#CardCorner: 1983 Topps Doug Bair

Part of the CARD CORNER series
Written by: Craig Muder

After winning three World Series championships with his Oakland Athletics in the early 1970s, Charlie Finley embarked on one of the great talent sales in big league history.

Over the course of three offseasons, Finley sold, traded or simply lost to free agency players like Catfish Hunter, Reggie Jackson, Ken Holtzman, Joe Rudi, Sal Bando, Bill North, Gene Tenace and Rollie Fingers.

The predictable result saw the A’s go from 98 wins in 1975 to 98 losses two years later.

But lost in the tumult was perhaps the single greatest heist of the 1970s, scored in Finley’s favor.

And Doug Bair was right in the middle of it.

The front of Doug Bair's 1983 Topps card. (Milo Stewart Jr./National Baseball Hall of Fame and Museum)

Bair, born Aug. 22, 1949, in Defiance, Ohio, was a 1971 second round pick by the Pittsburgh Pirates out of Bowling Green State University. After getting his feet wet in Class A and Double-A that season, Bair went a combined 15-8 in Class A and Triple-A with a 2.93 ERA and 191 strikeouts in 184 innings in 1972. But in a deep Pirates farm system, Bair was unable to make the jump to the majors.

Over the next three seasons, Bair started 26 games every year for the Triple-A Charleston Charlies before the Pirates moved him to the bullpen in 1976. He went 7-10 with eight saves in 45 games with the Charlies in that Bicentennial summer, finally earning a late-season call-up to the Pirates – appearing in his first four games at the age of 27.

The reverse of Doug Bair's 1983 Topps card. (Milo Stewart Jr./National Baseball Hall of Fame and Museum)

Then, on March 15, 1977, the Pirates shipped six players, including Bair, to the Athletics in exchange for Phil Garner, Tommy Helms and Chris Batton. Garner, who had forced a trade by refusing Finley’s contract offer, was the centerpiece of the deal for the Pirates – who were in need of help at third base.

Finley, though, received a prospect haul nearly unmatched for the era.

In addition to veteran pitchers Dave Giusti and Doc Medich, the A’s received outfielders Mitchell Page and Tony Armas to go along with pitchers Rick Langford and Bair. Combined, the four prospects would play 48 big league seasons – with Armas earning two All-Star Game selections, Page finishing a close second in the 1977 American League Rookie of the Year voting and Langford leading all of baseball in complete games in 1980 and 1981 while posting 31 wins over those two seasons.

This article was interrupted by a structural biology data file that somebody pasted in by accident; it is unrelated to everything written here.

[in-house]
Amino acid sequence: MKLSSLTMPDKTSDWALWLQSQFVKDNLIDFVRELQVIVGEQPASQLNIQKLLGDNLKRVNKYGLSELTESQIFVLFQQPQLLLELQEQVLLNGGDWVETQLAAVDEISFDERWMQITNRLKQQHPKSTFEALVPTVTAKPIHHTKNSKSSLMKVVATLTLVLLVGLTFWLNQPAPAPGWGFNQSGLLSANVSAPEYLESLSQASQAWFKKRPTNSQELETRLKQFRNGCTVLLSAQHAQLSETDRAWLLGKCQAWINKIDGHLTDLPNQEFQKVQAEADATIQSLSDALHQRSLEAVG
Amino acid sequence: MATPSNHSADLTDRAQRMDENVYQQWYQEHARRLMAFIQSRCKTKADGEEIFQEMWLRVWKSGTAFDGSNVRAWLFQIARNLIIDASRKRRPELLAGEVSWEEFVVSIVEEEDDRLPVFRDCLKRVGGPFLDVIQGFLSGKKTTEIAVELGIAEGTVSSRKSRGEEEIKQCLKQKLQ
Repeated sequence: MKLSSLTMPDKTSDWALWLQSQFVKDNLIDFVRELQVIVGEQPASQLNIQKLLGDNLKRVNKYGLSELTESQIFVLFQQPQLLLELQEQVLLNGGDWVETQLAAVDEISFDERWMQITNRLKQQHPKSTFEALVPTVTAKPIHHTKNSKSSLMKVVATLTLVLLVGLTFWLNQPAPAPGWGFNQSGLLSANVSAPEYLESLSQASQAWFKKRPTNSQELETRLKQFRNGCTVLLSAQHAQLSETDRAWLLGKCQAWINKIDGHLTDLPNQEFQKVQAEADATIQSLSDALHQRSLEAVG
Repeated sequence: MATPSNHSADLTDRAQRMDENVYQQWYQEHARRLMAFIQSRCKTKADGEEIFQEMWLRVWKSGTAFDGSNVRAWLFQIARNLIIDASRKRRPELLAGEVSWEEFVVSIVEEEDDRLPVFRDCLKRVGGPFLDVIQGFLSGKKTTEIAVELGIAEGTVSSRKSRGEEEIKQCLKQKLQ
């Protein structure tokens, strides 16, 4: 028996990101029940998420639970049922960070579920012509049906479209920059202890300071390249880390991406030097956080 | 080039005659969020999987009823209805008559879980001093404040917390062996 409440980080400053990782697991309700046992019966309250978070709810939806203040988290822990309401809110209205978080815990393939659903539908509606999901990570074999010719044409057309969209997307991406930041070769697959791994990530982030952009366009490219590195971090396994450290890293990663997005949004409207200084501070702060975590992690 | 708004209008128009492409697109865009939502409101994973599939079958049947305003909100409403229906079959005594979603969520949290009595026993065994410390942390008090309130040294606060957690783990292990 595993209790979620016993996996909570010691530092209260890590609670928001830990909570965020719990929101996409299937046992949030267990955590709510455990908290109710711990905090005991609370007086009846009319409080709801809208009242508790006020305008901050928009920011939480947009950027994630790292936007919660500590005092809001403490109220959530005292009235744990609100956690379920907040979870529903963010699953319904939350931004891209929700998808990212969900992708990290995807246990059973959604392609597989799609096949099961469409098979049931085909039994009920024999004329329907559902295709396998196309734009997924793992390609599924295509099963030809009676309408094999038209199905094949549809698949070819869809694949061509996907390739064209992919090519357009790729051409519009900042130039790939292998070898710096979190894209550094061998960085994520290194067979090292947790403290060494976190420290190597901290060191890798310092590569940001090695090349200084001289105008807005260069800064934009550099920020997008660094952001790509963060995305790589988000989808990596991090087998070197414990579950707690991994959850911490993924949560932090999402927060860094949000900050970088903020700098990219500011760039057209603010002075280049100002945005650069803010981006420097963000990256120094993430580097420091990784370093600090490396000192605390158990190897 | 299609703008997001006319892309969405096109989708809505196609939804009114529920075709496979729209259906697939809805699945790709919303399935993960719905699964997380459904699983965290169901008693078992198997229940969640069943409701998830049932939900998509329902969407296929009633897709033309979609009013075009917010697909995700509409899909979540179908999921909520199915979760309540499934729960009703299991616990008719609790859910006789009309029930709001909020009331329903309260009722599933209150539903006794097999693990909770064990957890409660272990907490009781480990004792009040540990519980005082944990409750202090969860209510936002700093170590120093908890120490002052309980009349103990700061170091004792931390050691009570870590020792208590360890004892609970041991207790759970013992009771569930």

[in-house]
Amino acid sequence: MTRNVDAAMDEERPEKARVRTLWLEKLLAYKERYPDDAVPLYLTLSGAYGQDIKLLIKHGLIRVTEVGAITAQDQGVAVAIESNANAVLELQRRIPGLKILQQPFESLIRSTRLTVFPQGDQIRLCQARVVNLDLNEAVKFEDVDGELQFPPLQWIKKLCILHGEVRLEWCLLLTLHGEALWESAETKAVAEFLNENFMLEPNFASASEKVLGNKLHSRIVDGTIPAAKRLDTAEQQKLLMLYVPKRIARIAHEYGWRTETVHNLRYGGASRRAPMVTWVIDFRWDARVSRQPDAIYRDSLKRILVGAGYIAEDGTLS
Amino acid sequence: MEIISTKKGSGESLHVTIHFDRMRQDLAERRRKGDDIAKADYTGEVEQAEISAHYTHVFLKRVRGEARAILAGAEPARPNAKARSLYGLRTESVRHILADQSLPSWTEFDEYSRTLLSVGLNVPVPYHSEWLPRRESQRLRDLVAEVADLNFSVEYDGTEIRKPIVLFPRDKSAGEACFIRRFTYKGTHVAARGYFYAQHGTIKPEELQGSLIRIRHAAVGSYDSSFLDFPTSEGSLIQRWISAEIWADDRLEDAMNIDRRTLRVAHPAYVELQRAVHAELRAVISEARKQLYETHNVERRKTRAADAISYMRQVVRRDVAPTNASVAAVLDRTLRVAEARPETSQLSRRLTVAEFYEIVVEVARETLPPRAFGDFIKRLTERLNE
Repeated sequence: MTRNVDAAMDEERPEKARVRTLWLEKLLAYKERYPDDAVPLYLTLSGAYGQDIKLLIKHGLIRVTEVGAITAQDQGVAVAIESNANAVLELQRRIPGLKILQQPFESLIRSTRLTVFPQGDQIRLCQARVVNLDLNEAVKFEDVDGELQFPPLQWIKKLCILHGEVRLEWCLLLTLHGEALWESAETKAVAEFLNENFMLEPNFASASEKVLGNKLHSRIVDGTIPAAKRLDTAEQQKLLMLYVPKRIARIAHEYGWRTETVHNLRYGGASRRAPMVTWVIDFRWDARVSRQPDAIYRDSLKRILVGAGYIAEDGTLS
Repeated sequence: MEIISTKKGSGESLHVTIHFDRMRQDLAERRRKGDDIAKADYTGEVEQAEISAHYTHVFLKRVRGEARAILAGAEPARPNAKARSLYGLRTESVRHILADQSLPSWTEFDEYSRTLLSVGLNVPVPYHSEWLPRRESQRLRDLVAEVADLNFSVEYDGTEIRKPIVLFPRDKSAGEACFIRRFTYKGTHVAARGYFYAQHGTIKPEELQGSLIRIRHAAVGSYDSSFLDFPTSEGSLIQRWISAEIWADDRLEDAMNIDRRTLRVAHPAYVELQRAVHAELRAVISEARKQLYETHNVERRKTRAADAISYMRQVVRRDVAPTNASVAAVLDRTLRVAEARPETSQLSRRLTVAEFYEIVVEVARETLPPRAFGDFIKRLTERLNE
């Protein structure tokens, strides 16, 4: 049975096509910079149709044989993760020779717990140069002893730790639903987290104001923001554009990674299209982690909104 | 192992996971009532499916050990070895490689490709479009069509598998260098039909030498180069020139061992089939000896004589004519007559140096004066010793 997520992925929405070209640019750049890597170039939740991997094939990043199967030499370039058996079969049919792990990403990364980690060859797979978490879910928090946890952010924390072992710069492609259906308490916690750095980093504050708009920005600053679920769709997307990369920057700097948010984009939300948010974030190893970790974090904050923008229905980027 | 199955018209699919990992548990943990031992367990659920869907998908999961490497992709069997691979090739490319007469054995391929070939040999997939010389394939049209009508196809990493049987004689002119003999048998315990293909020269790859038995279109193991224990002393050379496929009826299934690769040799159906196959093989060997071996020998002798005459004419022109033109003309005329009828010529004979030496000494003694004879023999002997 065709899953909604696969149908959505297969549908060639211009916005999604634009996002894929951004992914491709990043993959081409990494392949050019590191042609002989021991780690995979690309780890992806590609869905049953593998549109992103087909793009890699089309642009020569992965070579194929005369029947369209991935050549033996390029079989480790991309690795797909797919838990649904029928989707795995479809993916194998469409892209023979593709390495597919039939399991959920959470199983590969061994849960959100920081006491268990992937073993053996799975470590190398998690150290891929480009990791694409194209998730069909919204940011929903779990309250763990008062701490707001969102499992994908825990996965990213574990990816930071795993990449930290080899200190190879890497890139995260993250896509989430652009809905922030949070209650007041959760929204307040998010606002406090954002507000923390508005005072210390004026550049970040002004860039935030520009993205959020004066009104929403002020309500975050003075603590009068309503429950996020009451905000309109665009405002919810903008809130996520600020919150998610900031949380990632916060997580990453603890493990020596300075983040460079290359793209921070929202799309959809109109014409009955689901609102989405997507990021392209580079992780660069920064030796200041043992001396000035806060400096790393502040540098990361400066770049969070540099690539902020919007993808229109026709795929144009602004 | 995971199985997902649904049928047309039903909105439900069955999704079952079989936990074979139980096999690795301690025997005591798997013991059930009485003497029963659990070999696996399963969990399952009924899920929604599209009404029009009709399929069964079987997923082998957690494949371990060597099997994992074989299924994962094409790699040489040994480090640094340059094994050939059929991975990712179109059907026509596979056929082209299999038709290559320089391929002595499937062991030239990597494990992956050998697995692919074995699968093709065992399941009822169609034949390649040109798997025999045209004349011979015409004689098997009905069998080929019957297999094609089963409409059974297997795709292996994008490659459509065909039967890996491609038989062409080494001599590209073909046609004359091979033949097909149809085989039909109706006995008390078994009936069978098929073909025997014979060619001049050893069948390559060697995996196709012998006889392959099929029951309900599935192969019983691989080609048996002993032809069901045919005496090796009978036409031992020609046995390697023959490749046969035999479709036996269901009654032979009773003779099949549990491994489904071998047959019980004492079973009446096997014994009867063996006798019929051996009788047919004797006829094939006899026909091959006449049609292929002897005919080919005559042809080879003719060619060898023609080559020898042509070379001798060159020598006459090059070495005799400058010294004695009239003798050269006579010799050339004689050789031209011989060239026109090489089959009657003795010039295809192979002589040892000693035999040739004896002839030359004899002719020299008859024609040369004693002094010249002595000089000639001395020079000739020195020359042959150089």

Bair’s brush with big league stardom – unlike the other Armas, Page and Langford – did not come in Oakland. After some rough outings to start the 1977 season, Bair was sent to Triple-A San Jose of the Pacific Coast League, where he went 5-2 with a 2.18 ERA in 20 games. Upon returning to the A’s, Bair settled into a groove with his sinking fastball, winding up the season with a 4-6 record, eight saves and a 3.46 ERA in 45 games.

Early in Spring Training of 1978, Finley dealt Bair to the Reds in a one-for-one trade for first baseman Dave Revering. He earned his first save of the year in Cincinnati’s third game of the season, didn’t allow an earned run until May 13 and finished the year with a 7-6 record, 28 saves and a 1.97 ERA in 100.1 innings pitched. The Reds were 50-20 in games Bair appeared that season.

The next season, Bair struggled early and lost the closer’s job to Tom Hume in July. But he still won 11 games and saved 16 more for a Cincinnati team that captured the NL West title before losing to the Pirates – with Garner now at second base – in the National League Championship Series.

Now 30 years old, Bair took on the nomadic role of a veteran reliever. The Reds traded him to the Cardinals on Sept. 10, 1981, and in 1982 Cardinals manager Whitey Herzog used Bair as a set-up man for closer Bruce Sutter – with Bair going 5-3 with a 2.55 ERA in 63 games. Bair appeared in four games during the Postseason that year as the Cardinals won the World Series.

His 1983 Topps card features Bair in a Cardinals uniform – rocking into his right-handed motion, perhaps ready to throw the sinking fastball that was his bread-and-butter pitch throughout his career. An unimposing presence at 6-foot and 170 pounds, Bair nonetheless was at his best when spotting his two-seam fastball that often darted out of the strike zone.

The Cardinals shipped Bair to the Tigers midway through the 1983 season, and in 1984 Bair again filled the role of a set-up man – this time for eventual AL Cy Young Award winner and AL MVP Willie Hernandez. Bair was 5-3 with a 3.75 ERA in 47 games, helping Detroit get off to a torrid 35-5 start by pitching his most effective ball over the first half of the season.

Bair appeared in one World Series game that year as the Tigers gave Bair his second World Series ring in three seasons.

Detroit released Bair during the 1985 season, but he re-signed with the Cardinals on Sept. 2 of that year – appearing in two games while helping St. Louis win another NL East title. From there, Bair finished his career with more stints with Oakland and Pittsburgh as well as stops in Philadelphia and Toronto.

Over 15 seasons, Bair was 55-43 with 81 saves and a 3.63 ERA over 584 games.

With a regimented stretching program, Bair maintained a 90 mph-plus fastball into his final big league years. His last MLB game came on Oct. 3, 1990, with the Pirates, but Bair also pitched in Triple-A in 1991 and 1992 before calling it a career.

One of the first generation of set-up men, Doug Bair proved the big leagues were indeed worth the wait.


Craig Muder is the director of communications for the National Baseball Hall of Fame and Museum

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Part of the CARD CORNER series